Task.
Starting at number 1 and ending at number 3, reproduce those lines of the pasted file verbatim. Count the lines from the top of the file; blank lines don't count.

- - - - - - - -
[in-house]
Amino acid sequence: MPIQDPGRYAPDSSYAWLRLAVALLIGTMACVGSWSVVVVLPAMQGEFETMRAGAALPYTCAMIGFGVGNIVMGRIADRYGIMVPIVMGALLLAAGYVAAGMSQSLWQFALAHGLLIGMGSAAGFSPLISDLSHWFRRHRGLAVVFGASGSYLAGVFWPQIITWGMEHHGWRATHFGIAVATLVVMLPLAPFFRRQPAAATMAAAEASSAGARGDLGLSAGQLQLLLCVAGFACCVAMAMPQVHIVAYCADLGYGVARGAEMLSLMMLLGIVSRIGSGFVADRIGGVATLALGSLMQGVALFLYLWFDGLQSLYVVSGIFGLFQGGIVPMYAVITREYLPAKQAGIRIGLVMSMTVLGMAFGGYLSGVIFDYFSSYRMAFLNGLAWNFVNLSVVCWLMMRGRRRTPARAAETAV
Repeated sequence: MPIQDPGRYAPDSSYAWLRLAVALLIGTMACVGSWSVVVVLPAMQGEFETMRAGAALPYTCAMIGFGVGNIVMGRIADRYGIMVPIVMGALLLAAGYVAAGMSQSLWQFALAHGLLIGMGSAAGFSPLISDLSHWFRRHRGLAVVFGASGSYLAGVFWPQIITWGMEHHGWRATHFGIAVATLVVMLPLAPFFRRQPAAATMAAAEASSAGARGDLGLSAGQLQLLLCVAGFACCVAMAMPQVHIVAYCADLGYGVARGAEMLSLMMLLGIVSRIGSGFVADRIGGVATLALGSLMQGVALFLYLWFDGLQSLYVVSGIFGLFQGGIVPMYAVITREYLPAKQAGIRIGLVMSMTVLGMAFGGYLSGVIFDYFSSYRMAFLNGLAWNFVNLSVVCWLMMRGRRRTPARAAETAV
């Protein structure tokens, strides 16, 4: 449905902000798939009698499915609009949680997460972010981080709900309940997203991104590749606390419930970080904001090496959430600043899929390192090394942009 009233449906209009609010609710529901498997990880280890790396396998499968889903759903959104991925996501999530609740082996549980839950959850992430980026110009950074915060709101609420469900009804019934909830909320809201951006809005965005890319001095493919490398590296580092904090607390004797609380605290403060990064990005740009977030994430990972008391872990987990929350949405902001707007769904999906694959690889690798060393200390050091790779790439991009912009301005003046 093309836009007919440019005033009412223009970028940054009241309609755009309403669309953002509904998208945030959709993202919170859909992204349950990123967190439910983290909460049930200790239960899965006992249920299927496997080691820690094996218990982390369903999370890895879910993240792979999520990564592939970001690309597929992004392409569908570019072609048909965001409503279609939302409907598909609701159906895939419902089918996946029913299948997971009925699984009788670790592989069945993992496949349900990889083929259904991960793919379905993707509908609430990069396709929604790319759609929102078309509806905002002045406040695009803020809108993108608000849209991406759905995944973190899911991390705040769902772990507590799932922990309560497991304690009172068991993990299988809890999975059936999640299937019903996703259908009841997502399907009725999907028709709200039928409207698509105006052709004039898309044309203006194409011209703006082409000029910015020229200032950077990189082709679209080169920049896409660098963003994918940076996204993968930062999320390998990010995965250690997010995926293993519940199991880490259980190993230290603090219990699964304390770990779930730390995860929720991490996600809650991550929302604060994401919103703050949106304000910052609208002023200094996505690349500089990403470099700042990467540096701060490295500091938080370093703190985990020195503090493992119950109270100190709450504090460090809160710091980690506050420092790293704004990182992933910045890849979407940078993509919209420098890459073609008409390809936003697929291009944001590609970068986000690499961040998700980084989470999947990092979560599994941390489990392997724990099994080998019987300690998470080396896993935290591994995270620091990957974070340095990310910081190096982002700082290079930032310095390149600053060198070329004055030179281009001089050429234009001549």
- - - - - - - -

[in-house]
Amino acid sequence: MPIQDPGRYAPDSSYAWLRLAVALLIGTMACVGSWSVVVVLPAMQGEFETMRAGAALPYTCAMIGFGVGNIVMGRIADRYGIMVPIVMGALLLAAGYVAAGMSQSLWQFALAHGLLIGMGSAAGFSPLISDLSHWFRRHRGLAVVFGASGSYLAGVFWPQIITWGMEHHGWRATHFGIAVATLVVMLPLAPFFRRQPAAATMAAAEASSAGARGDLGLSAGQLQLLLCVAGFACCVAMAMPQVHIVAYCADLGYGVARGAEMLSLMMLLGIVSRIGSGFVADRIGGVATLALGSLMQGVALFLYLWFDGLQSLYVVSGIFGLFQGGIVPMYAVITREYLPAKQAGIRIGLVMSMTVLGMAFGGYLSGVIFDYFSSYRMAFLNGLAWNFVNLSVVCWLMMRGRRRTPARAAETAV
Repeated sequence: MPIQDPGRYAPDSSYAWLRLAVALLIGTMACVGSWSVVVVLPAMQGEFETMRAGAALPYTCAMIGFGVGNIVMGRIADRYGIMVPIVMGALLLAAGYVAAGMSQSLWQFALAHGLLIGMGSAAGFSPLISDLSHWFRRHRGLAVVFGASGSYLAGVFWPQIITWGMEHHGWRATHFGIAVATLVVMLPLAPFFRRQPAAATMAAAEASSAGARGDLGLSAGQLQLLLCVAGFACCVAMAMPQVHIVAYCADLGYGVARGAEMLSLMMLLGIVSRIGSGFVADRIGGVATLALGSLMQGVALFLYLWFDGLQSLYVVSGIFGLFQGGIVPMYAVITREYLPAKQAGIRIGLVMSMTVLGMAFGGYLSGVIFDYFSSYRMAFLNGLAWNFVNLSVVCWLMMRGRRRTPARAAETAV